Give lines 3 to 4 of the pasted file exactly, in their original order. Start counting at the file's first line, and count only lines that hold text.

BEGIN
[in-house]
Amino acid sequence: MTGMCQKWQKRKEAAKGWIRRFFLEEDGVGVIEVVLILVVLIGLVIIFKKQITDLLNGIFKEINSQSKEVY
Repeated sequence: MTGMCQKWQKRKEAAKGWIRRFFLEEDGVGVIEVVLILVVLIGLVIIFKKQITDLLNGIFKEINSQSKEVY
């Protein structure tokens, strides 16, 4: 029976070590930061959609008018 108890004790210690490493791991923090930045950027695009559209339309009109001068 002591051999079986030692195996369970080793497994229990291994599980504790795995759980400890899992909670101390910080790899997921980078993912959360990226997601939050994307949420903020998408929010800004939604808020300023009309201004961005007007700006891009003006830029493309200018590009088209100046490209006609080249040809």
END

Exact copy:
Repeated sequence: MTGMCQKWQKRKEAAKGWIRRFFLEEDGVGVIEVVLILVVLIGLVIIFKKQITDLLNGIFKEINSQSKEVY
């Protein structure tokens, strides 16, 4: 029976070590930061959609008018 108890004790210690490493791991923090930045950027695009559209339309009109001068 002591051999079986030692195996369970080793497994229990291994599980504790795995759980400890899992909670101390910080790899997921980078993912959360990226997601939050994307949420903020998408929010800004939604808020300023009309201004961005007007700006891009003006830029493309200018590009088209100046490209006609080249040809």